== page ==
Showcase for Undergraduate Research and Creative Activities (SURCA)

This event is for undergraduates from all majors, grades, and campuses. Participants present their original, faculty-mentored research, scholarship, and creative activities.

Creative abstract

Form Follows Subject: Design Begins with an Intent

By Cho, KyeongSook

Representation of a form juxtaposes the dual aspects of concrete and abstract aspects of reality. The Italian word “Designo” means intent. It is the intent–the truth or essence of the thought–that constitutes the real values of a designed object. The abstract concept is the essential: more real than physical reality. 1)

The two creative dresses, “Hidden beauty” and “The life in your eyes,” demonstrate the theory that form follows subject. Creation of “Hidden…” emanated from the question of where beauty is. The emphasis on outside beauty results in neglect of the whole person. This design reveals a message that a person cannot be considered truly beautiful without inner beauty.

“The Life…” conveys that only eyes with truth, goodness, and beauty allow us to stand firmly in the middle of the complex journey of life. The circular shapes incorporated in the dress represent the physical reality of the human eyes. The light color palette utilized is symbolic of the bright side of life.

These fabrics were developed using free motion stitches, creating a soft yet sharp contrast of textures. The variation in stitch density resulting from this technique reveals the wearer’s skin, a hidden beauty. Through the projects, she acknowledged the necessity not only to observe the appearance of an object but also to extract its true nature into a form.

1) Acevedo, C., Blossom, N., Melcher, M. (2005). Engaging meaning in the built environment through the design process. Unpublished manuscript.


Scientific abstract

Diffusion of Drugs Through Human Skin via Transdermal Patches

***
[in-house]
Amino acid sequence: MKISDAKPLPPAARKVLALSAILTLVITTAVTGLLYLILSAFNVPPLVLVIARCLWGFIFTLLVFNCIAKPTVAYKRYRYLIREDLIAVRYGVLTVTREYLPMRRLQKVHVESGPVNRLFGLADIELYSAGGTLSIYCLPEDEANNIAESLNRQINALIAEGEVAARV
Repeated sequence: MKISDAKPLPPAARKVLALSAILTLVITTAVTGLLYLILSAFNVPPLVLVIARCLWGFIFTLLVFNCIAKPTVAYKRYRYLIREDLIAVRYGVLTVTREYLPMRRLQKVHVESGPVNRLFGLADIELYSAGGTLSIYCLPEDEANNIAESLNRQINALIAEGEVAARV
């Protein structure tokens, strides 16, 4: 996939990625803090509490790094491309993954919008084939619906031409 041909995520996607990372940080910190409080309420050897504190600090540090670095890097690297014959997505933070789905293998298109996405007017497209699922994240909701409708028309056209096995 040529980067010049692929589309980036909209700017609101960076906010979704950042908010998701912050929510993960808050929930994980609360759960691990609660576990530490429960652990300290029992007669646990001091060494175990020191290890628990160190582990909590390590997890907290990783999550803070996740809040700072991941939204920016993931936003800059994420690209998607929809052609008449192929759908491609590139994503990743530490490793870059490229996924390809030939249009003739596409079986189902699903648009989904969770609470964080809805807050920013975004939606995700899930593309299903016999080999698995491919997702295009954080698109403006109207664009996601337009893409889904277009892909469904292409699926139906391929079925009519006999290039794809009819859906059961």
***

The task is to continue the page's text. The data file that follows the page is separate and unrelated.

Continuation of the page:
By Manoranjan, Valipuram S.

The permeability of human skin has been studied for many years and yet it is still incompletely understood. The skin is a unique organ in that it acts as a shield to the body protecting it from environmental toxins. This shield, so to speak, is made up of three layers; the stratum corneum, or horny layer, the epidermis and the dermis. The upper most layer, the stratum corneum is the most impermeable of all the layers. It is suggested that once a drug can diffuse through the stratum corneum layer the drug will easily diffuse through the other two layers.  Thus, the topic under study is that of diffusion through the stratum corneum.

Each drug has a different chemical structure to it. Some of these structures are more permeable than others. For example, drugs of high water and oil solubility tend to be more permeable to the skin than drugs with low water and oil solubility. The permeability of skin is also highly pH dependent. Due to these unique characteristics of the skin, diffusion of drugs through it has become a difficult process.

The diffusion model described in this research can, and has, been applied to several different types of drugs, such as nicotine, herbal supplements for weight loss and hormones for contraceptive purposes. The end result of this research project is to design a transdermal patch which releases insulin at the precise rates necessary.